“A genre of one.”
“One of the best thriller writers we have.”
#1 New York Times bestselling author Harlan Coben
“A unique voice.”
New York Times bestselling author Michael Connelly
Every Dead Thing
Introducing Detective Charlie Parker, whose hunt for a serial killer brings revelations.
Haunted by the unsolved slayings of his wife and young daughter, and tormented by his sense of guilt, former NYPD detective Charlie Parker is a man consumed by violence, regret, and the desire for revenge. But when his ex-partner asks him to track down a missing girl, Parker embarks on an odyssey that is to lead him to the heart of organized crime; to an old Black woman who dwells by a Louisiana swamp and hears the voices of the dead; to cellars of torture and murder; and to a serial killer unlike any other, an artist who uses the human body as his canvas and takes faces as his prize — the killer known only as the Traveling Man.
It is cold in the car, cold as the grave. I prefer to leave the a/c on full, to let the falling temperature keep me alert. The volume on the radio is low but I can still hear a tune, vaguely insistent over the sound of the engine. It’s early R.E.M., something about shoulders and rain. I’ve left Cornwall Bridge about eight miles behind and soon I’ll be entering South Canaan, then Canaan itself, before crossing the state line into Massachusetts. Ahead of me, the bright sun is fading as day bleeds slowly into night.
The patrol car arrived first on the night they died, shedding red light into the darkness. Two patrolmen entered the house, quickly yet cautiously, aware that they were responding to a call from one of their own, a policeman who had become a victim instead of the resort of victims.
I sat in the hallway with my head in my hands as they entered the kitchen of our Brooklyn home and glimpsed the remains of my wife and child. I watched as one conducted a brief search of the upstairs rooms while the other checked the living room, the dining room, all the time the kitchen calling them back, demanding that they bear witness.
I listened as they radioed for the Major Crime Scene Unit, informing them of a probable double homicide. I could hear the shock in their voices, yet they tried to communicate what they had seen as dispassionately as they could, like good cops should. Maybe, even then, they suspected me. They were policemen and they, more than anyone else, knew what people were capable of doing, even one of their own.
And so they remained silent, one by the car and the other in the hallway beside me, until the detectives pulled up outside, the ambulance following, and they entered our home, the neighbors already gathering on their stoops, at their gates, some moving closer to find out what had happened, what could have been visited on the young couple beyond, the couple with the little blond girl.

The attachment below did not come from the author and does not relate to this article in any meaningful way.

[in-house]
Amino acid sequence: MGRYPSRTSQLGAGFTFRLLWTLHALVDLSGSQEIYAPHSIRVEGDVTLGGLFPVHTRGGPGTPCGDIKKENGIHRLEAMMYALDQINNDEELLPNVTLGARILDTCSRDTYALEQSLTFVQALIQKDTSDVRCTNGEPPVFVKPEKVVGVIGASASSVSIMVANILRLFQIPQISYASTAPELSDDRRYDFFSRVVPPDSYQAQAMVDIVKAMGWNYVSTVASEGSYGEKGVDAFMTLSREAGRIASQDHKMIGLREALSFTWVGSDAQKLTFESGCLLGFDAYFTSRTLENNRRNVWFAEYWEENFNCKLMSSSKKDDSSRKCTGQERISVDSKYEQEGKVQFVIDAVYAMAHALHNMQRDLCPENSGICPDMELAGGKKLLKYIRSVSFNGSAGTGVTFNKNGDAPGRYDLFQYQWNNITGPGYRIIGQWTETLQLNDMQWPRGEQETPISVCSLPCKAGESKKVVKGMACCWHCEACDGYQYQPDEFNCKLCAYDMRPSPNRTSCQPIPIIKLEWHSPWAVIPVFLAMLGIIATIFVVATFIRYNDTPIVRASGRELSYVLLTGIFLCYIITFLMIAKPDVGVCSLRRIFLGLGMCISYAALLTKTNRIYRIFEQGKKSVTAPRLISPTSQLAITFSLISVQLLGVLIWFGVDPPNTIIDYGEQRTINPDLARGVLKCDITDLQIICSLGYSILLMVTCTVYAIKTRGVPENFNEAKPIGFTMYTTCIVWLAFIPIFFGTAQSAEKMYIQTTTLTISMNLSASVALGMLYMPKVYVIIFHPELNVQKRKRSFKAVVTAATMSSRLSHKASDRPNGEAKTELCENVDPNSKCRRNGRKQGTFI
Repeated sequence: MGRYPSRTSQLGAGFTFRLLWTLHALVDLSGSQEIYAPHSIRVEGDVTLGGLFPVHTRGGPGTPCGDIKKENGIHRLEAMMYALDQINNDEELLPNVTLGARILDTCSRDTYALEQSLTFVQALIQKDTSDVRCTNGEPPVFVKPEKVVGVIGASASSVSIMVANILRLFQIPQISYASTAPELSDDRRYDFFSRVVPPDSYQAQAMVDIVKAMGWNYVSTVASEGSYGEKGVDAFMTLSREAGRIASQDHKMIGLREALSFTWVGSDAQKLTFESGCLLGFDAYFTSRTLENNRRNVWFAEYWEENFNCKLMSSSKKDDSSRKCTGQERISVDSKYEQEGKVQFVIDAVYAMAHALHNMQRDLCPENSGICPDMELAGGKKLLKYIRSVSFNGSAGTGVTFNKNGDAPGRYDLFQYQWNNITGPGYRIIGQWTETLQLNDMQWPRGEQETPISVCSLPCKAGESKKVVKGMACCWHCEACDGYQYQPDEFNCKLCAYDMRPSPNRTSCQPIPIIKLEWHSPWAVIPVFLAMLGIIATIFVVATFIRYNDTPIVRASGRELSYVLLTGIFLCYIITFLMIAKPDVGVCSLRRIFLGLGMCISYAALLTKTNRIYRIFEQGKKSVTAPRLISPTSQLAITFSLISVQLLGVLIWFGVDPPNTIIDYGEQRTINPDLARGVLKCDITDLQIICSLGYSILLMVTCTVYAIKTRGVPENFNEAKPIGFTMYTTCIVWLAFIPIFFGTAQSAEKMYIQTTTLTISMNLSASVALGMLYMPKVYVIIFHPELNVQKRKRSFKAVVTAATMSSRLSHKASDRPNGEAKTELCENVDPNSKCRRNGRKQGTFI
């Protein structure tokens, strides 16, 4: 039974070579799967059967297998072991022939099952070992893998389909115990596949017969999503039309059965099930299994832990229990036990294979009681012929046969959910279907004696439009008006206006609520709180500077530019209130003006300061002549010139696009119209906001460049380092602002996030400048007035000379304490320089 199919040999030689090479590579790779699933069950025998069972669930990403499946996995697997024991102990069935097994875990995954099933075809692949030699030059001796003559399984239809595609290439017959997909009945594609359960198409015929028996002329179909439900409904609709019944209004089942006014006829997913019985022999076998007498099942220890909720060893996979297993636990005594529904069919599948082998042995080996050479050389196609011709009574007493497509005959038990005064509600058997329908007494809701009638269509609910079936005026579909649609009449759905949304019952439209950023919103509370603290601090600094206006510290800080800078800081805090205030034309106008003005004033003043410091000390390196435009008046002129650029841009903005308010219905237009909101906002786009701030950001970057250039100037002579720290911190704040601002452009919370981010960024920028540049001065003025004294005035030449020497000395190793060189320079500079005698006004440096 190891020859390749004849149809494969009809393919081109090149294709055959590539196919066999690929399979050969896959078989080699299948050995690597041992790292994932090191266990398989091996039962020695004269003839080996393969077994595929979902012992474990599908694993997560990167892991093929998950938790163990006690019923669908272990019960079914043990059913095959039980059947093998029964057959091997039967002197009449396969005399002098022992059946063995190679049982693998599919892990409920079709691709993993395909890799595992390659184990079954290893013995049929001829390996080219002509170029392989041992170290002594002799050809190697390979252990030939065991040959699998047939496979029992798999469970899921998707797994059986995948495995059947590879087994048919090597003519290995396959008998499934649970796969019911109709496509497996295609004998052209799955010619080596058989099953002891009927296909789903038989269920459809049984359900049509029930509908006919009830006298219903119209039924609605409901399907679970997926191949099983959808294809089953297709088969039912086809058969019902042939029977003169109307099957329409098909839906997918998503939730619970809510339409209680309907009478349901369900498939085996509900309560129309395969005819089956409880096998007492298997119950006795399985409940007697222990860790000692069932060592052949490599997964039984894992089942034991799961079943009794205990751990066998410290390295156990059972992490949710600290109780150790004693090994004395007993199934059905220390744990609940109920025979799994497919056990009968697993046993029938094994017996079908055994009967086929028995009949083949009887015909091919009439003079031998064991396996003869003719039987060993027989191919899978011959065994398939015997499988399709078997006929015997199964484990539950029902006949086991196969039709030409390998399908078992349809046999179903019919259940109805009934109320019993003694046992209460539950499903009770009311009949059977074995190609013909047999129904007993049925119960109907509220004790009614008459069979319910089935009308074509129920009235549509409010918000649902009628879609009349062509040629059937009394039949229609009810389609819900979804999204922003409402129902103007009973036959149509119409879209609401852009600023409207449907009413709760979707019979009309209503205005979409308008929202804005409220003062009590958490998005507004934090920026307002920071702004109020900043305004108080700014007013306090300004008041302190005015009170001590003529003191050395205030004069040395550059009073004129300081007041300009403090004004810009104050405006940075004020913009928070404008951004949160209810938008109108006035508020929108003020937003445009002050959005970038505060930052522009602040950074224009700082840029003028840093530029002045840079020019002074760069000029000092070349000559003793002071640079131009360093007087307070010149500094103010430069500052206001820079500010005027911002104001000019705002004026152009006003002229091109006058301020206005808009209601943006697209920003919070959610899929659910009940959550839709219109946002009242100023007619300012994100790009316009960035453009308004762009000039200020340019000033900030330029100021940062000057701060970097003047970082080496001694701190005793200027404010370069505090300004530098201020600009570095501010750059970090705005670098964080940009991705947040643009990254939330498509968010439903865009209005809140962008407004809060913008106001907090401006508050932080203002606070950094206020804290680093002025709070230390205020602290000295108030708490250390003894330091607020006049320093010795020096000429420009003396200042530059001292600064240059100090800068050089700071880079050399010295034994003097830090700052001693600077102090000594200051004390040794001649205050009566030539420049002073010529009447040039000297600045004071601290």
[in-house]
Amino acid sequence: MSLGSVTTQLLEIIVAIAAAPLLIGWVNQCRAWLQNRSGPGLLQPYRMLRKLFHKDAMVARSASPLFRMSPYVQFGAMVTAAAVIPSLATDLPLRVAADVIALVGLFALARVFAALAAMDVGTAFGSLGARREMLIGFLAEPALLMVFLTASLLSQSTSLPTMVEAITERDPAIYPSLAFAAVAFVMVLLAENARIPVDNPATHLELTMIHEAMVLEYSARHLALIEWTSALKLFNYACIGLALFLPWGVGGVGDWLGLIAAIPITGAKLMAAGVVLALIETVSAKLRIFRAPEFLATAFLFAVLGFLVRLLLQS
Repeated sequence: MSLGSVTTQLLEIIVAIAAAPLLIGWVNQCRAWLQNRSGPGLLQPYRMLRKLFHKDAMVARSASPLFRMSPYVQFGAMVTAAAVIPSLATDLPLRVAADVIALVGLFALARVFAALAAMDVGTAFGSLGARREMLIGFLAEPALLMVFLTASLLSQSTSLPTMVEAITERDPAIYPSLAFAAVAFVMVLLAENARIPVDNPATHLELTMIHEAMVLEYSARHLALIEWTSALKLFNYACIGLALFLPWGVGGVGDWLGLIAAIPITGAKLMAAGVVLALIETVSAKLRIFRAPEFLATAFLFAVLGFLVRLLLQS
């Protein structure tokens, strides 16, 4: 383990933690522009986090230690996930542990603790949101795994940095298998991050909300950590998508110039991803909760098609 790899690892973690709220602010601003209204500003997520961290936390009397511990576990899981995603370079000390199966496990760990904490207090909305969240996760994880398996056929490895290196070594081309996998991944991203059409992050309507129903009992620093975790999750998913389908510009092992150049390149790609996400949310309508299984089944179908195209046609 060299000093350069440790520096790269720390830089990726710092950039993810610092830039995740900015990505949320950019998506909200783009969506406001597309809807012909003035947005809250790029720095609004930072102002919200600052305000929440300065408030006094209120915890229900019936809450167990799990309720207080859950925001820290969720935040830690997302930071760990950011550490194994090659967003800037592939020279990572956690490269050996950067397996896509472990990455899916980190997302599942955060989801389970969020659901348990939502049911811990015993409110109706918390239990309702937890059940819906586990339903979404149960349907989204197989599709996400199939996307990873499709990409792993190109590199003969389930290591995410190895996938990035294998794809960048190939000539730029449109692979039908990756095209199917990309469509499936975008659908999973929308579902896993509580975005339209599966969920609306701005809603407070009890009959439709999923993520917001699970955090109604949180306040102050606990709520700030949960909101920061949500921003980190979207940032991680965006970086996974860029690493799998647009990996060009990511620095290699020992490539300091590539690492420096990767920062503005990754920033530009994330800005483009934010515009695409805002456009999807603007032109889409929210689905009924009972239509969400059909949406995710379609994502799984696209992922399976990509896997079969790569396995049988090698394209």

“Bird?” I ran my hands over my eyes as I recognized the voice. A sob shuddered through my system. Walter Cole stood over me, McGee farther back, his face bathed by the flashes of the patrol car lights but still pale, shaken by what he had seen. Outside there was the sound of more cars pulling up. An EMT arrived at the door, distracting Cole’s attention from me. “The medical technician’s here,” said one of the patrolmen as the think, whey-faced young man stood by. Cole nodded and gestured toward the kitchen.
“Birdman,” Cole repeated, this time with greater urgency and a harder tone to his voice. “Do you want to tell me what happened here?”
I pull into the parking lot in front of the flower shop. There is a light breeze blowing and my coattails play at my legs like the hands of children. Inside, the store is cool, cooler than it should be, and redolent with the scent of roses. Roses never go out of style, or season.
A man is bending down, carefully checking the thick waxy leaves of a small green plant. He rises up slowly and painfully as I enter.
“Evening,” he says. “Help you?”
“I’d like some of those roses. Give me a dozen. No, better make it two dozen.”
“Two dozen roses, yessir.” He is heavy-set and bald, maybe in his early sixties. He walks stiffly, hardly bending his knees. The joints of his fingers are swollen with arthritis.
“Air-conditioning is playing up,” he says. As he passes by the ancient control unit on the wall, he adjusts a switch. Nothing happens.
The store is old, with a long glass-fronted hothouse along the far wall. He opens the door and begins lifting roses carefully from a bucket inside. When he has counted twenty-four, he closes the door again and lays them on a sheet of plastic on the counter.
“Gift wrap ’em for ya?”
“No. Plastic is fine.”
He looks at me for a moment and I can almost hear the tumblers fall as the process of recognition begins.
“Don’t I know you from someplace?”
In the city, they have short memories. Farther out, the memories last longer.